Currently, Nina is leading the Kering Partnership at London College of Fashion – a unique five-year collaboration using fashion to drive change and build a sustainable future, improving the way we live now and how we will live in the future.
Kate Fletcher – Professor of Sustainability, Design and Fashion
Kate Fetcher is Professor of Sustainability, Design and Fashion at London College of Fashion where she has a broad remit spanning enterprise, education and research.
Urban by birth with an ecological spirit, Kate Fletcher’s work is both rooted in nature’s principles and engaged with the cultural and creative forces of fashion and design. Over the last 15 years, her original thinking and progressive outlook has shaped the field of fashion, textiles and sustainability and come to define it. Kate is one of the founders of the ‘slow fashion’ movement and instigator of directional sustainability projects, including Local Wisdom.
Kate has over 50 scholarly and popular publications in the field. She is author of Sustainable Fashion and Textiles: Design Journeys (2008). Readers call it “inspiring,” “beautifully written,” “the foundation for a radical new perspective” and “a must read” and it is in active use in commercial design studios and is the principle text in academic seminar rooms around the world. She is also co-author of Fashion and Sustainability: Design for Change (2012).
Helen Storey – Professor of Fashion and Science
Helen Storey MBE is Professor of Fashion and Science at London College of Fashion. Her pioneering work over the last decade has brought the worlds of art and science together, producing hybrid projects, and products that have broken new and award winning ground. These include Wonderland, Catalytic Clothing, Plastic is Precious and most recently the Dress of Glass and Flame.
Helen is an artist and designer living and working in London. She graduated in Fashion from Kingston Polytechnic in 1981, then worked with Valentino and Lancetti in Rome. She returned to London and worked with Belville Sassoon before launching her own label in 1983 with Caroline Coates. Storey’s late ‘80s and early ‘90s collections were noted for their questioning of traditional notions of glamour, expense and women’s image, including the launch of her 2nd Life range of clothes in 1992. In 1991, Storey won Most Innovative Designer Of The Year and was nominated for British Designer Of The Year by The British Fashion Council.
Helen was awarded Honorary Professorships at Heriot Watt University and King’s College London in 2001 and 2003 respectively, and became a Visiting Professor of Material Chemistry at Sheffield University in 2008, she was awarded an MBE for ‘Services to Arts’ in 2009. In 2012 she was awarded Honorary Doctor of Science at University of Sheffield and Honorary Professor of Craft and Design at University of Dundee.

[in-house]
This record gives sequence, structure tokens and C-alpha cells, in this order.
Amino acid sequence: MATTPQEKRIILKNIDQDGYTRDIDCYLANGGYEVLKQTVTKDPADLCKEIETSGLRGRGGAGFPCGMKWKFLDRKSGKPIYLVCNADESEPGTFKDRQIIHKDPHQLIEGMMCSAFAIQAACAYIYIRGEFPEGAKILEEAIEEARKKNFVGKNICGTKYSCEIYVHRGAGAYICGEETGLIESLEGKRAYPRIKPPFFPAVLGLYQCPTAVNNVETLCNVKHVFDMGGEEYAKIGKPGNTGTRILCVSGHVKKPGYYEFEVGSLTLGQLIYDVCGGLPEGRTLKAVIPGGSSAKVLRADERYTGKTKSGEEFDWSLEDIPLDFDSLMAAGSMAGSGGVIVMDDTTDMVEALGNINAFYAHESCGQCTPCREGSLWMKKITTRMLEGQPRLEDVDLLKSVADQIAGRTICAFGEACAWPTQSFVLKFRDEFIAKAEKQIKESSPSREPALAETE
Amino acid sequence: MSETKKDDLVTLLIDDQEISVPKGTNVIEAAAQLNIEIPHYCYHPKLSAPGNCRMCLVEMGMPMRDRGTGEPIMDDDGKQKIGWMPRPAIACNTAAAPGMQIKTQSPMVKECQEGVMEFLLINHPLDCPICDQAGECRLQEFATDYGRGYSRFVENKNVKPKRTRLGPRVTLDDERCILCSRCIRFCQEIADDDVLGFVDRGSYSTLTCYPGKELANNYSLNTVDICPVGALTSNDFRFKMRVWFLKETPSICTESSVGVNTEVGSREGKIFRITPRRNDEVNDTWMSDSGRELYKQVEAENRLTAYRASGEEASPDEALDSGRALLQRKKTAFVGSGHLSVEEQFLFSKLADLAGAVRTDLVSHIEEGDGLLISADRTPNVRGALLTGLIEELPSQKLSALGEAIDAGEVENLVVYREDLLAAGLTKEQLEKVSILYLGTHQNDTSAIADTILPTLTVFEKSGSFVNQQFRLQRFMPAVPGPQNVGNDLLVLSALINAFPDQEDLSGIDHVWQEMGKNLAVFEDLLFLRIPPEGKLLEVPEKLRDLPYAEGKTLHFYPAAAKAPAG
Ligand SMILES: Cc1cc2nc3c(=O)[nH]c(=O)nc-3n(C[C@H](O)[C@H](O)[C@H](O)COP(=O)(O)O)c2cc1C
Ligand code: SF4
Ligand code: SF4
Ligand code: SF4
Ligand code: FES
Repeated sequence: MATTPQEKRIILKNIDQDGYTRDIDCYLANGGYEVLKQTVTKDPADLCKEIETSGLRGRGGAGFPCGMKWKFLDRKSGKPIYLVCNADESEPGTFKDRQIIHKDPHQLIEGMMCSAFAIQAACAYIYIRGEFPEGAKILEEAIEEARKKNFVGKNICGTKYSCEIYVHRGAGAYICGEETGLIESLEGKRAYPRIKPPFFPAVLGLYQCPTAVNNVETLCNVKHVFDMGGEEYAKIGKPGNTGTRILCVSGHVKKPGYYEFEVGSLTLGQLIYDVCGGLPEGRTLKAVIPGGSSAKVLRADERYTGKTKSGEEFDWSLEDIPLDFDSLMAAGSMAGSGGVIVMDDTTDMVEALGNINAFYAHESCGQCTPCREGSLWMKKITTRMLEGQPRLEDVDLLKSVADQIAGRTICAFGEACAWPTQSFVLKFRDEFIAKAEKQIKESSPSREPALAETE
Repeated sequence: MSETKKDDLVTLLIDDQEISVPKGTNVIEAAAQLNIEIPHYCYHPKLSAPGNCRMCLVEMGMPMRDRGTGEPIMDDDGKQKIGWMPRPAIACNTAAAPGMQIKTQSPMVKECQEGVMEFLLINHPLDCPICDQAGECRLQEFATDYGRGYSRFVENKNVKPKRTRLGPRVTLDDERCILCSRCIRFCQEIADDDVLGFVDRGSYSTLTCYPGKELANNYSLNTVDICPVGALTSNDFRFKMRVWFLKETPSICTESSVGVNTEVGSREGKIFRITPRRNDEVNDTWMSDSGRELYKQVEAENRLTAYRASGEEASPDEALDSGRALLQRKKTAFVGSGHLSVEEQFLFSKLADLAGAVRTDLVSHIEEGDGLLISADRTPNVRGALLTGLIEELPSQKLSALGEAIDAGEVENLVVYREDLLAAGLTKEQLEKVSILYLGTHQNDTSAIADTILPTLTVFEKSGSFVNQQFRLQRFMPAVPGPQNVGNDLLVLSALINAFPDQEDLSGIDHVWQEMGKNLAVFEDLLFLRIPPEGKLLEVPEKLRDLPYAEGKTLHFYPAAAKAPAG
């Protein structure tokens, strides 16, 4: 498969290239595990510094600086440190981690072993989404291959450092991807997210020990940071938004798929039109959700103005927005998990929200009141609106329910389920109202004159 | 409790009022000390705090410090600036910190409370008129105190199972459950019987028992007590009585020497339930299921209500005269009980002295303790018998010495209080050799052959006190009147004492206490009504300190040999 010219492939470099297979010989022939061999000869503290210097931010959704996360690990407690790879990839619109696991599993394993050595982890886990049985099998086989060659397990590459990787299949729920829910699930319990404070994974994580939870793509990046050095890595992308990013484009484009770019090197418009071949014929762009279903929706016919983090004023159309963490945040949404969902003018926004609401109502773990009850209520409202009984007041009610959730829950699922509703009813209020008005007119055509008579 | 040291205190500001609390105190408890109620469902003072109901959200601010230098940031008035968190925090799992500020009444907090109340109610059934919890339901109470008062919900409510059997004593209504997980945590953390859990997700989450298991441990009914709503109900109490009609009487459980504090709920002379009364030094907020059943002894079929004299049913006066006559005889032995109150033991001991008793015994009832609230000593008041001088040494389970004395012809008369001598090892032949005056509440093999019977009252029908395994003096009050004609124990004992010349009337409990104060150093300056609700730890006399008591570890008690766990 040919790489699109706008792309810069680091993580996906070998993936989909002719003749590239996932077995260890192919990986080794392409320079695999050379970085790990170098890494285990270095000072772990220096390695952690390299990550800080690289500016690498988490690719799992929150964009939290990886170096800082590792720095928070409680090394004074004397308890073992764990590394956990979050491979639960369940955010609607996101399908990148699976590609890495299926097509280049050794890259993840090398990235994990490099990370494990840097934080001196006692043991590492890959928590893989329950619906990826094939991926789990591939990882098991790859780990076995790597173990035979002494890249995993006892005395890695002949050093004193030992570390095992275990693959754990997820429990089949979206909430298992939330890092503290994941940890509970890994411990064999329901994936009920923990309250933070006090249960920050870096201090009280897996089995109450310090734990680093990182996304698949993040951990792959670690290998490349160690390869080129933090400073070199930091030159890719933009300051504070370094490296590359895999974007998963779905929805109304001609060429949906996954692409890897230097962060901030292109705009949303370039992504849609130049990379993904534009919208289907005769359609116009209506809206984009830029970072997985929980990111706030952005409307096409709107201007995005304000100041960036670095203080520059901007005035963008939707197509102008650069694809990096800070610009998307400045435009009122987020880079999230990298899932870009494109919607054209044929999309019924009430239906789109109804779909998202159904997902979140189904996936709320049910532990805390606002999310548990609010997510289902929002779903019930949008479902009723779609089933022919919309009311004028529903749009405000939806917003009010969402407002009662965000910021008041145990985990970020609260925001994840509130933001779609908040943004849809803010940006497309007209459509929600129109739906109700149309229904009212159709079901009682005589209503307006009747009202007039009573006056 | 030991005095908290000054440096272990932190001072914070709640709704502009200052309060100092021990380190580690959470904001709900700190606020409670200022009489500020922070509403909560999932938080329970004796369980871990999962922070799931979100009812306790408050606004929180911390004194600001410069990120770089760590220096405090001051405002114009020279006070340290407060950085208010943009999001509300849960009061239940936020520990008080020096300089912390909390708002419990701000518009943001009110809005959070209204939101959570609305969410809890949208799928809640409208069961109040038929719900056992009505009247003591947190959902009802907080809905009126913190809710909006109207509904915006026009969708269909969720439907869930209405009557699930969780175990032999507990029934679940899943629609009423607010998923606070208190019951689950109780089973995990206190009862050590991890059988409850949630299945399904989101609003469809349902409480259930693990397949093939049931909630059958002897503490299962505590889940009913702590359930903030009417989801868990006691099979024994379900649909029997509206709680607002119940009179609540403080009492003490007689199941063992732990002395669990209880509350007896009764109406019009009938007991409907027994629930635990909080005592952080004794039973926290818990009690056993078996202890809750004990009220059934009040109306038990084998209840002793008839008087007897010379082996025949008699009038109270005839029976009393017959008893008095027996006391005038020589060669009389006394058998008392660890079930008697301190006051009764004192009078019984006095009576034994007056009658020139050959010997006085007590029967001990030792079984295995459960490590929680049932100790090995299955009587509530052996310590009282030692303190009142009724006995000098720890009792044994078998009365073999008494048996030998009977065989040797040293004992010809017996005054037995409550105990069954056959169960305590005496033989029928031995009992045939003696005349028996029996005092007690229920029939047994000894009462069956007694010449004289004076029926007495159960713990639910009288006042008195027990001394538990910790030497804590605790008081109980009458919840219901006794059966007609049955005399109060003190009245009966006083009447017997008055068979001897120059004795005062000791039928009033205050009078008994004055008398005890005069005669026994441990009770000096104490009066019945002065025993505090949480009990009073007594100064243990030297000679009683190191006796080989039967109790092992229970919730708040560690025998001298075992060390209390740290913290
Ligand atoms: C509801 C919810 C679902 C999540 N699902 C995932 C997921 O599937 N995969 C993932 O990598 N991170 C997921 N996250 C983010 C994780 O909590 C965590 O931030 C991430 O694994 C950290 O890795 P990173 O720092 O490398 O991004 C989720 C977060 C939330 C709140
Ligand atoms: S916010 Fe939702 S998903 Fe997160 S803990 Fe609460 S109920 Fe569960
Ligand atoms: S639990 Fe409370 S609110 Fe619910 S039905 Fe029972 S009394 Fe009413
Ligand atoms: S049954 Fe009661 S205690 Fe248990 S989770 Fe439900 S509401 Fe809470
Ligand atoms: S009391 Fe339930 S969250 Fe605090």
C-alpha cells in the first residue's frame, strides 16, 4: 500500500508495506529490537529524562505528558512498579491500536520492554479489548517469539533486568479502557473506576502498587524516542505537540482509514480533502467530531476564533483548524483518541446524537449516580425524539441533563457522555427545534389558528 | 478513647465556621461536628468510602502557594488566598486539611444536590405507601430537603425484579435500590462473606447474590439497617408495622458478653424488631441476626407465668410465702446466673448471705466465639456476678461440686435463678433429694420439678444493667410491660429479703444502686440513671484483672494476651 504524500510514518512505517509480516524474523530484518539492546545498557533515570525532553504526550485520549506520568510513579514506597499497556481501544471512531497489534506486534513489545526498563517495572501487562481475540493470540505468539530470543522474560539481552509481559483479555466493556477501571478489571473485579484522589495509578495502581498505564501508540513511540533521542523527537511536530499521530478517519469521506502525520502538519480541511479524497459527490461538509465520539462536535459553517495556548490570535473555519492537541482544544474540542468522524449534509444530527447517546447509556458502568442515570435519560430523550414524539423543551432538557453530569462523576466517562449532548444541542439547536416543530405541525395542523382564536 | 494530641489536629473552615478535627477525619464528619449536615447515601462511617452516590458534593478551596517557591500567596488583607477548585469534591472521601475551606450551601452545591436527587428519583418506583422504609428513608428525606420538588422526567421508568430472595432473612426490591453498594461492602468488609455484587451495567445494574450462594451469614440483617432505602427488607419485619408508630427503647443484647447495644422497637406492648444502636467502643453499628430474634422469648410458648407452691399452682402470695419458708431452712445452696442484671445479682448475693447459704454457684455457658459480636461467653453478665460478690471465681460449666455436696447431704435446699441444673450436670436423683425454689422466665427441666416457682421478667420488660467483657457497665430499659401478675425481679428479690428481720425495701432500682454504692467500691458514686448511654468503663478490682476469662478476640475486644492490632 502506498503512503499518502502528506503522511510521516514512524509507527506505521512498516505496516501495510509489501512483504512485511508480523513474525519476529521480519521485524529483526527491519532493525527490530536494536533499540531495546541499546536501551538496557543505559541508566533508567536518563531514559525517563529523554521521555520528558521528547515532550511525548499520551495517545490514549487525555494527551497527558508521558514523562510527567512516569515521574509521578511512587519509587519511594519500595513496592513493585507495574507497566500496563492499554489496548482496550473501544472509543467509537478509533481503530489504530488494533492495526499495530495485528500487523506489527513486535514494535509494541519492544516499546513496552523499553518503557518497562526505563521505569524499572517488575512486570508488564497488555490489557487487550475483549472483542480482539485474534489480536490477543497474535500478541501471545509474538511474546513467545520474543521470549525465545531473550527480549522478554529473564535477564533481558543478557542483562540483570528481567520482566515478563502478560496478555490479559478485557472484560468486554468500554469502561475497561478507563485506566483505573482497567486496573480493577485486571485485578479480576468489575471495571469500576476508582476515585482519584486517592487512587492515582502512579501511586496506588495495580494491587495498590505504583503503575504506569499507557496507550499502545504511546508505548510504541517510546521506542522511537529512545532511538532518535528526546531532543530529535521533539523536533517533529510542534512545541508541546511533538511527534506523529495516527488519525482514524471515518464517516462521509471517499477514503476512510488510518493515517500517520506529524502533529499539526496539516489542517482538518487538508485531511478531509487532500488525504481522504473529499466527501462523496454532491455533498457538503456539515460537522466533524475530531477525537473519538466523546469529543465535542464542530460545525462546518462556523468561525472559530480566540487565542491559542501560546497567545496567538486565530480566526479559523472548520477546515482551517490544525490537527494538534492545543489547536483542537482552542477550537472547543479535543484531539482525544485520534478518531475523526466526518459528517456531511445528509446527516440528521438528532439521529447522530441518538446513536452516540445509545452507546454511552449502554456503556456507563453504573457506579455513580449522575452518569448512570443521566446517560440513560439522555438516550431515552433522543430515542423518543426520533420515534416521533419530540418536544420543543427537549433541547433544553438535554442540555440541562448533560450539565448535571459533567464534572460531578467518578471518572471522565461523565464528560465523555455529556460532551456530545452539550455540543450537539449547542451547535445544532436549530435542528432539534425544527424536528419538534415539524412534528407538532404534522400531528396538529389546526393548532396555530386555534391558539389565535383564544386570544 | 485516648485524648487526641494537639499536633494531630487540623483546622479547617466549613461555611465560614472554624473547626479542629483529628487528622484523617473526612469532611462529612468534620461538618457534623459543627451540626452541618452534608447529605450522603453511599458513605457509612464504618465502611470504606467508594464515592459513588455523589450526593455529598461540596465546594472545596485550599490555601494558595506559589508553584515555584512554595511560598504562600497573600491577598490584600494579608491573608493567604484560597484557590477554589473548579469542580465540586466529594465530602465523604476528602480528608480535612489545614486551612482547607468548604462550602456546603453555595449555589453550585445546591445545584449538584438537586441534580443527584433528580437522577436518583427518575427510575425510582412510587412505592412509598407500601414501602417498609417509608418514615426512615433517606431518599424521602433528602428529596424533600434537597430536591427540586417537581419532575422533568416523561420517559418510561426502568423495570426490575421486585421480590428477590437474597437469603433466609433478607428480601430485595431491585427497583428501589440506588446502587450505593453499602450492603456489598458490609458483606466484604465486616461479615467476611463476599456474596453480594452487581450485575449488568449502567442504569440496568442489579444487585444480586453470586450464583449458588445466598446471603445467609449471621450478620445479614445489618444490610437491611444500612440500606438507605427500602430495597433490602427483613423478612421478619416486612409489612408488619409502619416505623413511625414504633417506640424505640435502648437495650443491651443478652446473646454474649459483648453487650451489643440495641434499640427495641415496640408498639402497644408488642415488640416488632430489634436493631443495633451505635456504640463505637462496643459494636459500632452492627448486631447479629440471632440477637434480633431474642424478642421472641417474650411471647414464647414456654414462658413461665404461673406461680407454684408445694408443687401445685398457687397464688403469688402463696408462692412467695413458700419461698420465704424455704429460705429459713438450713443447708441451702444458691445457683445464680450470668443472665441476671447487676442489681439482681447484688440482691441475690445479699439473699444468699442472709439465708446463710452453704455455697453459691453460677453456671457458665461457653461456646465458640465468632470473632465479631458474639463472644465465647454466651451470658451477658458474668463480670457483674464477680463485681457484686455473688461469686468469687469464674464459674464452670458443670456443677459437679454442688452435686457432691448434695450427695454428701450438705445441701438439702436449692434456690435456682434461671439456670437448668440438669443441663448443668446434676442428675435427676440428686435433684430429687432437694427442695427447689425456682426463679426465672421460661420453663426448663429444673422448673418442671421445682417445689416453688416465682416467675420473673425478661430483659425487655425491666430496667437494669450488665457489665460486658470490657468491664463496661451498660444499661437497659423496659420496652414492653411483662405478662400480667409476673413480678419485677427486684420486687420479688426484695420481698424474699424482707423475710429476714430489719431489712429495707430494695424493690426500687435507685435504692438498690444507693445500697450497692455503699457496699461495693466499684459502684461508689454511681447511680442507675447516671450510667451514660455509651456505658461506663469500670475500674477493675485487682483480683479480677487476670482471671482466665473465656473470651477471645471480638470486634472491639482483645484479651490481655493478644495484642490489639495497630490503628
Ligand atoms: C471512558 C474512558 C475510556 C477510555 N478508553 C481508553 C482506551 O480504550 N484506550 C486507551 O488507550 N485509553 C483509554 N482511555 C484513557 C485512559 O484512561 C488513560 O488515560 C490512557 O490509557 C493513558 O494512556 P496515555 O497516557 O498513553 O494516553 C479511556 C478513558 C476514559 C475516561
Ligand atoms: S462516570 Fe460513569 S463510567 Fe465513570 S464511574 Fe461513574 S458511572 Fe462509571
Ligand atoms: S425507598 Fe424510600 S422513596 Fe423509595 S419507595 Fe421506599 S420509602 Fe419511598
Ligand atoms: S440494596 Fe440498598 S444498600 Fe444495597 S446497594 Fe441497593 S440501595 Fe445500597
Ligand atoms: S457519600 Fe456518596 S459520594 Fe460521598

Sandy Black – Professor of Fashion and Textile Design and Technology
Sandy Black is Professor of Fashion and Textile Design and Technology at London College of Fashion, she has extensive experience in both the fashion industry and academia. As designer and director of the Sandy Black fashion knitwear label, she sold to fashion stores internationally, then developed the successful Sandy Black knitting yarns and kits. She then went into education and became director of undergraduate and postgraduate fashion and textiles programmes at University of Brighton and London College of Fashion, where she developed the MA programme in Fashion Studies.
Sandy focuses on interdisciplinary design-led research, in the context of sustainability. She developed the Interrogating Fashion research group in 2005, (a Designing for the 21st Century EPSRC/AHRC funded initiative), and leads the Considerate Design project which aims to assist designers in developing sustainable fashion products to ultimately reduce fashion consumption but increase consumer delight. She publishes widely on fashion, textiles and knitwear design and sustainability, and their intersection with science and technology. Her most recent books are The Sustainable Fashion Handbook published in 2012 by Thames and Hudson to international acclaim and Knitting: Fashion, Industry, Craft also published in 2012 by V&A Publishing.
Lucy Orta – Chair of Art in the Environment
Professor Lucy Orta is Chair of Art in the Environment at University of the Arts London, her practice draws upon ecological and social issues to create artworks employing diverse media, including drawing, sculpture, installation, couture, painting, silkscreen, photography, video and light, as well as staged ephemeral interventions and performances.
Amongst her most emblematic series are: Refuge Wear and Body Architecture, portable minimum habitats bridging architecture and dress; HortiRecycling, the food chain in global and local contexts; 70 x 7 The Meal, the ritual of dining and its role in community networking; Nexus Architecture, alternative modes of establishing the social link; and Clouds and Water, addressing the increasing scarcity of this vital resource and the problems arising from its pollution and corporate control. Two recent bodies of work Antarctica and Amazonia reflect on the value of the natural environment in our daily lives and to our survival. For more details on these projects view Lucy’s website www.studio-orta.com
Major solo exhibitions include: Natural History Museum, London (2010); Shanghai Biennale (2012); Tufts University Art Gallery, Medford (2012); MAXXI National Museum of XXI Century Arts, Rome (2012); Ezra and Cecile Zilkha Gallery, Wesleyan University, Middletown (2013); and Yorkshire Sculpture Park, Wakefield (2013).
Katelyn Toth-Fejel – Research Assistant
Katelyn Toth-Fejel is an artist, designer and natural dye specialist. Over the last decade her teaching has focused on increasing the take up of plant dyes as a local and ecological option for vibrant colour with particular emphasis on those dyes which are seasonally available and allow for uniquely regional hues, foraged in urban settings or cast off from agriculture. This work has been featured in numerous UK publications including the recent book: Lost in London, Adventures in the City’s Wild Outdoors.